Moses Kemibaro: So what is the current Africa situation in terms of markets? And where do you see Glovo in the next couple of years here?

Oscar Pierre: So for us in Africa, we have two regions. We have Northern Africa with Morocco and are now launching Tunisia and Algeria. This region is managed by the Casablanca office in Morocco. We also have the Sub-Saharan region with Kenya and Ivory Coast for the last two or three years.

We like it a lot as we’re seeing great economics, user adoption, and partners — the restaurants are happy, and the couriers are happy too. So this is the year where we’re going to start investing a lot more here in Nairobi where our regional team is based.

We also have already launched in Uganda and Ghana. We are already seeing amazing results, especially in Ghana even though it been only operating for two months. It depends a lot on the execution and the type of partnerships we do with the restaurants. The local team in Ghana is doing amazingly well!

Our big bet for this year is Nigeria which we’re launching in the next 30 to 60 days. Nigeria is the big one with 200 million people at the moment and in 10 years it will be bigger than the population in the US. So you know we discussed earlier that you cannot be big in Africa without being big in Nigeria? We’re going all-in for Nigeria!

Moses Kemibaro: What do you think in terms of the future direction of Glovo? How much change do you see coming in terms of the offerings or the products? Where do you see this going? Tell us about the next step.

Oscar Pierre: So I think we’re tackling our original mission which is very ambitious. We just want to give access to everything in a city which is super broad and includes things that we don’t do at the moment. We are looking at making payments seamless, things like ticketing, or reservations, home services so that if your TV is not working at home, we can help you get it fixed.

These are things that we have in mind for the very long term. It’s similar to the way Amazon started with books, and we started with restaurants. I think restaurant delivery is a great point to start because everyone eats and everyone loves restaurant food brands. We have partnered with food brands and people come to Glovo a lot for that and are quite engaged. For them, it’s a highly recurrent service.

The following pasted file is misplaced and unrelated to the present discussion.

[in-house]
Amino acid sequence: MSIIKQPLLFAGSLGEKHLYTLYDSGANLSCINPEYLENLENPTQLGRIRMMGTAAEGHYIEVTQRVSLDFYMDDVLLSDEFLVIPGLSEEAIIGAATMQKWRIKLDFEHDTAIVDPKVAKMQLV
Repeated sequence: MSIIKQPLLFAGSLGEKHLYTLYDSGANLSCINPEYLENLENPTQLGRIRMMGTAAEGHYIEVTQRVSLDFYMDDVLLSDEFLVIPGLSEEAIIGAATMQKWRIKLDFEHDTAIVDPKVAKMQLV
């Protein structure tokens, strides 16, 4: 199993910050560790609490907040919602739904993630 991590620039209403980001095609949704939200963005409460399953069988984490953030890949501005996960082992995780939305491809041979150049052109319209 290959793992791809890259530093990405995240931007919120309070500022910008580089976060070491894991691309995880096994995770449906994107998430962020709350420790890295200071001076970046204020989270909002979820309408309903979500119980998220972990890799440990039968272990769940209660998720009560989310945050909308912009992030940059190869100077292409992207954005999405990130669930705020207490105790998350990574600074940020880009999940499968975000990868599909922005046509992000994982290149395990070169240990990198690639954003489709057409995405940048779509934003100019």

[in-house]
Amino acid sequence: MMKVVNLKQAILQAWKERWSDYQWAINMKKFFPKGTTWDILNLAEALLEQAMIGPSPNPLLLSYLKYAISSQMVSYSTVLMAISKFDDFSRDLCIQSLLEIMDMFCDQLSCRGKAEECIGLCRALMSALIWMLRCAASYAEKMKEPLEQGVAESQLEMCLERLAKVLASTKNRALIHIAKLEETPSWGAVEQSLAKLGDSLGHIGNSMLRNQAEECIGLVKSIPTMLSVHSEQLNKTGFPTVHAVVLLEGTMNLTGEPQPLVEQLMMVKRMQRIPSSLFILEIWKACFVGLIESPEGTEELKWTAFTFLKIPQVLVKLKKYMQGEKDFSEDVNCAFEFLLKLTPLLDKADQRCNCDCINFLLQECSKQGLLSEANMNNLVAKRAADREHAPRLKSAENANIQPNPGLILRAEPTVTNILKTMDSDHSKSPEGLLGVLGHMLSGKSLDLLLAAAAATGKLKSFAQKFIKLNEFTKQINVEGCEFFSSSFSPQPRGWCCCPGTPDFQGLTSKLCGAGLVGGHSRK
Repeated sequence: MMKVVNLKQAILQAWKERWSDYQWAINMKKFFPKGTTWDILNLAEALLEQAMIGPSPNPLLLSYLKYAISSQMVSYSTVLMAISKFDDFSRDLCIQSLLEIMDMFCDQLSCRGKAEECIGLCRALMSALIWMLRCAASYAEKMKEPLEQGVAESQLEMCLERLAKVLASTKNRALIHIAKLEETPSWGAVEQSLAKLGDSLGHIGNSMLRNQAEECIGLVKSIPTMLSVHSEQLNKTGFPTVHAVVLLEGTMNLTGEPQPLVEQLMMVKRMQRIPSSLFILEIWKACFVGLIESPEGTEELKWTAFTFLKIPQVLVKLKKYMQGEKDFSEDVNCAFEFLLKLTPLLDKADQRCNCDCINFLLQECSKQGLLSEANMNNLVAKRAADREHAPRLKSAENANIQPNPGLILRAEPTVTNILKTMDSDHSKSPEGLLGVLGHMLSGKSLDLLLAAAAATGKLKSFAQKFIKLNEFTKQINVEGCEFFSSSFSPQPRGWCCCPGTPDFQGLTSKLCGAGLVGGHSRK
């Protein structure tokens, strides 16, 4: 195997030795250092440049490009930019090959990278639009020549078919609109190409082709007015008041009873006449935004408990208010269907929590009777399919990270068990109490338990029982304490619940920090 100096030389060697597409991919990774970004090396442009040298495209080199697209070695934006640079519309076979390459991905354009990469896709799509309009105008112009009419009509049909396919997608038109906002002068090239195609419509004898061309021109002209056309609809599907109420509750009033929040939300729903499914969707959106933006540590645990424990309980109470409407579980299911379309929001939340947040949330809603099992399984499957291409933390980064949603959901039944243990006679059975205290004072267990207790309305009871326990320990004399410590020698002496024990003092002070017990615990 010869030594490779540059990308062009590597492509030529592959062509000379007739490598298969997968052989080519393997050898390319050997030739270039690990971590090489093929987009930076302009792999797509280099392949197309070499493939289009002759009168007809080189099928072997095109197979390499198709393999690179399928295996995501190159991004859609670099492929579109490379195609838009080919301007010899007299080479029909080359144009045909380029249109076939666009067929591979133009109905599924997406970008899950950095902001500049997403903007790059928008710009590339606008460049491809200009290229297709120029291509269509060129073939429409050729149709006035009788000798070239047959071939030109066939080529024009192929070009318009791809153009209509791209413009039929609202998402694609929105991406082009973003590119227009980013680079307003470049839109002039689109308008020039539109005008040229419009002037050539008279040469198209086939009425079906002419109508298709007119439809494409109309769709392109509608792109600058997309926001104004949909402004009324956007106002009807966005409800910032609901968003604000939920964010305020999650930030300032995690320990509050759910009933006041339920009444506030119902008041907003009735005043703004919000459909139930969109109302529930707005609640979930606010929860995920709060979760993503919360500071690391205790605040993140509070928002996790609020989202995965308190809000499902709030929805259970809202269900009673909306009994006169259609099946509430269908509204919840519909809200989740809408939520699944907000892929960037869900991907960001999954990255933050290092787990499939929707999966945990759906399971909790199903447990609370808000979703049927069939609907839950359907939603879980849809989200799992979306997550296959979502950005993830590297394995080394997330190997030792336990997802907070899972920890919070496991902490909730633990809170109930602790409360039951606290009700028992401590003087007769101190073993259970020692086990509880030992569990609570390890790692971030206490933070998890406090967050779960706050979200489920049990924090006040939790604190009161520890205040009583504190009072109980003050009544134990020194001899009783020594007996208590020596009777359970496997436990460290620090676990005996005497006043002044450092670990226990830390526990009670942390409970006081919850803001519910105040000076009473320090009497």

We’re thinking very broadly and our second big step is groceries. Groceries is our big focus for this year. We want to serve both the big baskets and the small baskets. If you need to fill your fridge and do your weekly shopping but also should you need something small in 10 minutes like diapers for your baby we can do that too. We’re tackling both so it’s very exciting.

I think this is the most complex type of e-commerce, doing things like groceries. In every order, you have to deliver a lot of SKUs, a lot of units. The visibility of those SKUs in the offline retailers is not great. Most of them don’t know what they have in the store. If you can deliver, great! If you have a basket of 30 items, and you missed one, the customer will be very angry!

Moses Kemibaro: That’s really great. Thank you so much. I’m really excited about Glovo in Nigeria and what that’s going to look like for you. But more importantly, I think Glovo’s value proposition of delivering anything has a great future in Kenya in Africa.